27 July 2012

‘The Schrooning’

Redrum! Redrum! Noorhcs!

An exchange with one of my favorite artists, soprano Jennifer Aylmer, has inspired me to write yet another of my “treatments,” rough outlines for movies that really, really ought to be made — about opera singers. And in this case, there’s an excellent role for Jen herself. Currently sharing her wisdom with the kids at the Seagle Music Colony at Schroon Lake, NY, Jen is a winning actress, as well as a fine singer, and easily one of the coolest people I’ve ever met. Jen was trapped in her cabin during last night’s deluge in the Adirondacks, and — well, I’ll let you judge the rest for yourselves.

The real Jennifer Aylmer


A group of young SINGERS are gathered around a campfire. RICO CARUSINO, a young tenor, is telling a ghost story, while the others listen in terror.

So the soprano spurned him, saying she wanted to sing nothing but “The Shepherd on the Rock,” and she sent him out into the night.

(a comic baritone):
(Mocking) And he never accompanied again! Boo-wah-bwah-ha-ha-ha!

(a dramatic soprano):
You can laugh all you want, Sal, but everybody knows what happens next! Not three days later, Erik Tyson-Deaton’s lifeless body washed up on the banks of Schroon Lake!

(a soubrette):
But before his body could be identified and buried —

(a mezzo):
— He disappeared!

(a bass):
And they say that, on dark nights, the Lone Arranger still roams the trails and peers into the cabins —

(a kindly older man or caretaker of some sort):
Now, stop it! That’s just an old story, kids. There’s absolutely no truth to the rumor that we’ve lost 37 students at the Colony in the past 75-and-nine-tenths years! Or that, every two years after a freak thunderstorm, we find brutally dismembered body parts all over the woods! No truth to that at all! [Pause.] By the way, did everybody remember to fill out those life-insurance forms last week?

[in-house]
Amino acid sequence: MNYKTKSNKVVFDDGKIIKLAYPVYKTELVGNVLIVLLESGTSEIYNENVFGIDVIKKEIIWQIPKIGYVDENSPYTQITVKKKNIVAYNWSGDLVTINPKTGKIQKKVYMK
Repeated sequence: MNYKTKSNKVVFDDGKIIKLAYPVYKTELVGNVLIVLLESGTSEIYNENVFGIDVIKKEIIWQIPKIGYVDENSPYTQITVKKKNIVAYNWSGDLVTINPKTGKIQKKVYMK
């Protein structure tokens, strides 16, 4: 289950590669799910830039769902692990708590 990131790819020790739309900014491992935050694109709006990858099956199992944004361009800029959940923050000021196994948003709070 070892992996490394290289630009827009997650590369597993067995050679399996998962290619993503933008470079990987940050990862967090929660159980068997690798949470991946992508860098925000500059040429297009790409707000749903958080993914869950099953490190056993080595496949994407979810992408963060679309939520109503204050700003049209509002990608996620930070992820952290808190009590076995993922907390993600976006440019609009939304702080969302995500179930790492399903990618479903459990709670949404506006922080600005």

(a heroine):
Come on, everybody. Looks like it’s starting to rain, and besides, we’ve all got to be singing like birds first thing in the morning!

[As the group breaks up and STEVEN begins to put out the fire, JEN turns to him.]

Say, I was pretty good at math in school. If those completely fabricated and untrue incidents occur every two years, aren’t we due for another one right about —

No! Stop talking about this! And while you’re at it, don’t go wandering off the trails, and for the love of God, don’t go up to that little clearing on the hill, where that is NOT a makeshift cemetery and Satanic altarpiece up there that you see sometimes when the moon is full!

Oh. Okay. Good night.

[The rain begins to pour as JEN walks back to her cabin. Thunder crashes, and through the wind, JEN can hear a faint, unearthly music: the flute obbligato to “The Shepherd on the Rock.” Nervously, she hurries, then stumbles. A hand grabs her by the shoulder.]


Gee, watch your step, Ms. Aylmer! We’d hate for anything to happen to you!

(As she gets to her feet.) You startled me!

It’s a bad idea to walk alone on these trails at night — especially in a rainstorm like this one.

[As THEY enter Jen’s cabin, JAMIE continues.]

I heard ol’ Pete say he was expecting this storm to be the biggest one Schroon Lake has seen in two years!

(Doing the math.) I — I don’t think I know Old Pete.

Set designer’s proposal for Jen’s cabin.

Oh, sure. He works down to the gas station down the road. I understand he’s got the only working telephone within miles of this place.

[Suddenly, the lights go out. Both JEN and JAMIE gasp.]

Ms. Aylmer, are you still here?

I’m right over here, Jamie. Where are you?

Right by the door!

[Outside the cabin, the obbligato is drawing nearer. Nearer. Nearer. Then — a knock at the door.]

Sh-should I answer it?

I’m sure it’s just somebody bringing us a spare flashlight, Jamie! It’s not as if the undead monster Erik Tyson-Deaton is going to burst through the door the moment you —

[Suddenly, the door bursts open.]


I won’t let anything happen to y —

[Blackout, end of scene]

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